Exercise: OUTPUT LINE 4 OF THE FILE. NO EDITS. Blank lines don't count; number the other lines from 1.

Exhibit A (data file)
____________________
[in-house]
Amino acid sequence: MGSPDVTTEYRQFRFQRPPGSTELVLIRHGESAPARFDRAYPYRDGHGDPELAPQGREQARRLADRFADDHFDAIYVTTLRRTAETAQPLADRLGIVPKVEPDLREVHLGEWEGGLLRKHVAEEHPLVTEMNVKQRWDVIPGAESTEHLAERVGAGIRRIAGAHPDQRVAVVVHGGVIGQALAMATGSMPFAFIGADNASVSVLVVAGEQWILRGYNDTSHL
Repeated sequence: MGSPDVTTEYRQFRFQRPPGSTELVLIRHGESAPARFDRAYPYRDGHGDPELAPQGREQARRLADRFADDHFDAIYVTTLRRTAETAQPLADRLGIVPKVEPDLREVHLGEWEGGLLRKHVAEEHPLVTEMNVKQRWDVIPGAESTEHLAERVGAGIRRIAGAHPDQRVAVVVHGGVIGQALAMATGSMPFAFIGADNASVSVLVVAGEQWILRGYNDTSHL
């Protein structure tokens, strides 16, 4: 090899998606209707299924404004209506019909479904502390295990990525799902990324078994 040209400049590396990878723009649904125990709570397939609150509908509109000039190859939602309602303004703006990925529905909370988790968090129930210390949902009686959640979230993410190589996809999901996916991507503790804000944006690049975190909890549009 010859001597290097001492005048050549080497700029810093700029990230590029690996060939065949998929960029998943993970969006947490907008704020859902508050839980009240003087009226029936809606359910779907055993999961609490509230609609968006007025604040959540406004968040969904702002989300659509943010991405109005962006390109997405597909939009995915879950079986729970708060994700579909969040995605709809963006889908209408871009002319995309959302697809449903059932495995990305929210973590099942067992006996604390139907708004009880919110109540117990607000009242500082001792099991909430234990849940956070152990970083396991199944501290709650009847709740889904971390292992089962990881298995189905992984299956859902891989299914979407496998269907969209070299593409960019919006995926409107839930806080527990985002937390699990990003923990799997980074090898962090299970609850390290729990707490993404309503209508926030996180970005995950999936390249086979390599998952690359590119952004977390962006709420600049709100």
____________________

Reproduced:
């Protein structure tokens, strides 16, 4: 090899998606209707299924404004209506019909479904502390295990990525799902990324078994 040209400049590396990878723009649904125990709570397939609150509908509109000039190859939602309602303004703006990925529905909370988790968090129930210390949902009686959640979230993410190589996809999901996916991507503790804000944006690049975190909890549009 010859001597290097001492005048050549080497700029810093700029990230590029690996060939065949998929960029998943993970969006947490907008704020859902508050839980009240003087009226029936809606359910779907055993999961609490509230609609968006007025604040959540406004968040969904702002989300659509943010991405109005962006390109997405597909939009995915879950079986729970708060994700579909969040995605709809963006889908209408871009002319995309959302697809449903059932495995990305929210973590099942067992006996604390139907708004009880919110109540117990607000009242500082001792099991909430234990849940956070152990970083396991199944501290709650009847709740889904971390292992089962990881298995189905992984299956859902891989299914979407496998269907969209070299593409960019919006995926409107839930806080527990985002937390699990990003923990799997980074090898962090299970609850390290729990707490993404309503209508926030996180970005995950999936390249086979390599998952690359590119952004977390962006709420600049709100």